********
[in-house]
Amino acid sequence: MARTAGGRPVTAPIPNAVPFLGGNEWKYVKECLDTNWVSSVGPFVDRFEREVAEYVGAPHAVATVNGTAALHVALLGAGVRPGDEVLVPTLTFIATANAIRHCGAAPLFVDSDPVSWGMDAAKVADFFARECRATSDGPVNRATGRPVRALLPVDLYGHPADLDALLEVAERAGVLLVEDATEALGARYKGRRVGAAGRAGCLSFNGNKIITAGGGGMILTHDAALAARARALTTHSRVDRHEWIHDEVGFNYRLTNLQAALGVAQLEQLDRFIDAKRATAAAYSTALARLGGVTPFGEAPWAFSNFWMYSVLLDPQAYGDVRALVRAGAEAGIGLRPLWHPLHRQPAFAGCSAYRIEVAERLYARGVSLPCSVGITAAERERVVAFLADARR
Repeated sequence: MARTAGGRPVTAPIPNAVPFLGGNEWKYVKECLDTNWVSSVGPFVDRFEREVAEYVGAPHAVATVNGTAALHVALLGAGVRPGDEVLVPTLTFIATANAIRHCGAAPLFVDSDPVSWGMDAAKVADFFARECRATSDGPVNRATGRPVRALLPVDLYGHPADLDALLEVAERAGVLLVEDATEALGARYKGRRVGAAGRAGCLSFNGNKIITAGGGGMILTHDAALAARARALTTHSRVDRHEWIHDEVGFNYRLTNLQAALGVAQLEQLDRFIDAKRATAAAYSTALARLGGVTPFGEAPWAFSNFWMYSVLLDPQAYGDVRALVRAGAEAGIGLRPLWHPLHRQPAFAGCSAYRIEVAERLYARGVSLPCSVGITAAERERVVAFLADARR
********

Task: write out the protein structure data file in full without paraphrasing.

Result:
[in-house]
Amino acid sequence: MARTAGGRPVTAPIPNAVPFLGGNEWKYVKECLDTNWVSSVGPFVDRFEREVAEYVGAPHAVATVNGTAALHVALLGAGVRPGDEVLVPTLTFIATANAIRHCGAAPLFVDSDPVSWGMDAAKVADFFARECRATSDGPVNRATGRPVRALLPVDLYGHPADLDALLEVAERAGVLLVEDATEALGARYKGRRVGAAGRAGCLSFNGNKIITAGGGGMILTHDAALAARARALTTHSRVDRHEWIHDEVGFNYRLTNLQAALGVAQLEQLDRFIDAKRATAAAYSTALARLGGVTPFGEAPWAFSNFWMYSVLLDPQAYGDVRALVRAGAEAGIGLRPLWHPLHRQPAFAGCSAYRIEVAERLYARGVSLPCSVGITAAERERVVAFLADARR
Repeated sequence: MARTAGGRPVTAPIPNAVPFLGGNEWKYVKECLDTNWVSSVGPFVDRFEREVAEYVGAPHAVATVNGTAALHVALLGAGVRPGDEVLVPTLTFIATANAIRHCGAAPLFVDSDPVSWGMDAAKVADFFARECRATSDGPVNRATGRPVRALLPVDLYGHPADLDALLEVAERAGVLLVEDATEALGARYKGRRVGAAGRAGCLSFNGNKIITAGGGGMILTHDAALAARARALTTHSRVDRHEWIHDEVGFNYRLTNLQAALGVAQLEQLDRFIDAKRATAAAYSTALARLGGVTPFGEAPWAFSNFWMYSVLLDPQAYGDVRALVRAGAEAGIGLRPLWHPLHRQPAFAGCSAYRIEVAERLYARGVSLPCSVGITAAERERVVAFLADARR